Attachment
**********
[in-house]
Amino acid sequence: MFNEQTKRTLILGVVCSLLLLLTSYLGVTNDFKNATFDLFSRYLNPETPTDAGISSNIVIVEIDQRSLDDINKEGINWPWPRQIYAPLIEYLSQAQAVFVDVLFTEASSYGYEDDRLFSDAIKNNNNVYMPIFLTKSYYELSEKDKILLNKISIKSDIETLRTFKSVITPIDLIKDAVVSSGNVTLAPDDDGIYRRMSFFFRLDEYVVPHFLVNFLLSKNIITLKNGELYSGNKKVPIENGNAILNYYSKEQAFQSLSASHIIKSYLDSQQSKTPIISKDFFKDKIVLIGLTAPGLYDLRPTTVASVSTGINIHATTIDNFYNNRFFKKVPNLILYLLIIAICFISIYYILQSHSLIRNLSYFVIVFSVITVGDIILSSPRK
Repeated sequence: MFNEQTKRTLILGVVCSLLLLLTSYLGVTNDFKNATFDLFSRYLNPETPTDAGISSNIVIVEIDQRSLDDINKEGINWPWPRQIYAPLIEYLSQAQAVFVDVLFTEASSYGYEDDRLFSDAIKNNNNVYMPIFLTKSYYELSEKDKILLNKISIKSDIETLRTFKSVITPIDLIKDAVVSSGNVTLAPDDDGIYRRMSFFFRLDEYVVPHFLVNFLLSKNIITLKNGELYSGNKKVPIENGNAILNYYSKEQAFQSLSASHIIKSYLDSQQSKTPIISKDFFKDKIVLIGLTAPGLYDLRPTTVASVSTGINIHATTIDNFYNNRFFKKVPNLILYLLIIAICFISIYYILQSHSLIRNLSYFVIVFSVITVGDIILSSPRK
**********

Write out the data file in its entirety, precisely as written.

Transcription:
[in-house]
Amino acid sequence: MFNEQTKRTLILGVVCSLLLLLTSYLGVTNDFKNATFDLFSRYLNPETPTDAGISSNIVIVEIDQRSLDDINKEGINWPWPRQIYAPLIEYLSQAQAVFVDVLFTEASSYGYEDDRLFSDAIKNNNNVYMPIFLTKSYYELSEKDKILLNKISIKSDIETLRTFKSVITPIDLIKDAVVSSGNVTLAPDDDGIYRRMSFFFRLDEYVVPHFLVNFLLSKNIITLKNGELYSGNKKVPIENGNAILNYYSKEQAFQSLSASHIIKSYLDSQQSKTPIISKDFFKDKIVLIGLTAPGLYDLRPTTVASVSTGINIHATTIDNFYNNRFFKKVPNLILYLLIIAICFISIYYILQSHSLIRNLSYFVIVFSVITVGDIILSSPRK
Repeated sequence: MFNEQTKRTLILGVVCSLLLLLTSYLGVTNDFKNATFDLFSRYLNPETPTDAGISSNIVIVEIDQRSLDDINKEGINWPWPRQIYAPLIEYLSQAQAVFVDVLFTEASSYGYEDDRLFSDAIKNNNNVYMPIFLTKSYYELSEKDKILLNKISIKSDIETLRTFKSVITPIDLIKDAVVSSGNVTLAPDDDGIYRRMSFFFRLDEYVVPHFLVNFLLSKNIITLKNGELYSGNKKVPIENGNAILNYYSKEQAFQSLSASHIIKSYLDSQQSKTPIISKDFFKDKIVLIGLTAPGLYDLRPTTVASVSTGINIHATTIDNFYNNRFFKKVPNLILYLLIIAICFISIYYILQSHSLIRNLSYFVIVFSVITVGDIILSSPRK